The Indian telecom scenario seems to have aggressively stuck to cleaning the stagnancy caused due to the non-active mobile subscriber. In fact the disconnections clocked a new record with almost 26 Million (25.97) in the month of December as per TRAI’s records.
“Total wireless subscriber base decreased from 890.60 million in November 2012 to 864.72 million at the end of December 2012. This decline is majorly due to large scale disconnections of inactive SIM by some of the service providers” confirmed the apex regulatory body of telecom companies in India.
Majority of the telecom companies have willingly shed their customers, but the most prolific among them has been Reliance Communications, who alone lost more than 15.5 Million. Vodafone (3.28 Million), Tata Teleservices (2.95 Million), Aircel (1.97 Million) & finally Bharti Airtel (1.7 Million) made up the rest of the group. However, despite the scenario, some service providers like Unitech, HFCL and BSNL did manage to add close to 1 Lakh customers in total.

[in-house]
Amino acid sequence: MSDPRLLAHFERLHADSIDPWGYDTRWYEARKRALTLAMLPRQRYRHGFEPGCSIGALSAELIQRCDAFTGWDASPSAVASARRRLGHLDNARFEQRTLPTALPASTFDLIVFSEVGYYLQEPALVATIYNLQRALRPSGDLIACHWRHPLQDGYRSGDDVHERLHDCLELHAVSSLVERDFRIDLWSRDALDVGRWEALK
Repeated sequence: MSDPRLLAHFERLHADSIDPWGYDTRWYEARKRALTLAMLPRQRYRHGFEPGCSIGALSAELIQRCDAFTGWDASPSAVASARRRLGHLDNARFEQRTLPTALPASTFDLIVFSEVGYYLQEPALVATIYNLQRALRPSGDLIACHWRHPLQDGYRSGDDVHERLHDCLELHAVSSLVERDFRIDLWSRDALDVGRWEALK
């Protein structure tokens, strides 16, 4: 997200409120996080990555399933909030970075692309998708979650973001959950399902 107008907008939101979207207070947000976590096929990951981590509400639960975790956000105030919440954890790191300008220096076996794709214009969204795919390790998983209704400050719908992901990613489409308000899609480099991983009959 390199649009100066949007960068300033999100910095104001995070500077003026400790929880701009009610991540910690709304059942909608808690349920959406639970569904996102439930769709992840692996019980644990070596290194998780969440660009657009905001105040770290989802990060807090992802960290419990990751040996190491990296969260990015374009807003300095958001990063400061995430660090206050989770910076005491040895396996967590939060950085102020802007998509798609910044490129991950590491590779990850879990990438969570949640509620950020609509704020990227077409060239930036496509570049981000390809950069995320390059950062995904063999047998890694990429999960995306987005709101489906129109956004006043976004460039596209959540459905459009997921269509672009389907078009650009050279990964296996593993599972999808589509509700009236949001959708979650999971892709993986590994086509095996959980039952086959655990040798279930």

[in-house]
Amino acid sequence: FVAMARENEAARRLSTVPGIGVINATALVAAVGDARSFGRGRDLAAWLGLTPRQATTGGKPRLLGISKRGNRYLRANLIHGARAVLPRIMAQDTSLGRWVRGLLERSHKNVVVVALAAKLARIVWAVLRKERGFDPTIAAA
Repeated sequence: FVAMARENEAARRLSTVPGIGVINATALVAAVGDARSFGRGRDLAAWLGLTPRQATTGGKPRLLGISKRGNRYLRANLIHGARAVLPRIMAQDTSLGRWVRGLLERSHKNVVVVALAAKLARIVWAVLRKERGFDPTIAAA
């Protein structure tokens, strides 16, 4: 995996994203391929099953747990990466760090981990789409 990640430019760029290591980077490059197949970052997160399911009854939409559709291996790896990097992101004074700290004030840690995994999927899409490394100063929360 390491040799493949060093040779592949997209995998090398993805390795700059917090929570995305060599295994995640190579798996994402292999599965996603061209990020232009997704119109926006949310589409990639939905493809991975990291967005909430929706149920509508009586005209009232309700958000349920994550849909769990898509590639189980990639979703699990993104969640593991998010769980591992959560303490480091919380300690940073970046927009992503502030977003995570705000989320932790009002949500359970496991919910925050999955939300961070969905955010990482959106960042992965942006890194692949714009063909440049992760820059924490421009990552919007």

Why the significant rise in disconnections?
Mobile companies have for some time now realized that merely boasting of a huge subscriber base is in fact counter-productive. Thanks to the ‘Dual SIM’ phenomenon, multiple users carry more than a single SIM in a phone. Additionally, the ‘life-time’ validity forced the telcos to keep the customers actively on their network even if they did not have any value-addition.
Hence, aggressively enforcing the clause wherein they could disconnect the subscriber if he or she did not use the SIM even once during a two-month period, mobile companies have been disconnecting the services of such dormant subscribers. For quite a few months now, these companies have continued to let go inactive customers in an apparent attempt to streamline operations & bring some stringent business ROI.
Telecom companies want to enhance Average Revenue Per User (ARPU) & evidently, they are willing to try such risky maneuvers by trimming the excess/non-contributing part of their user-base. Do you think this is a wise move in the long-run?
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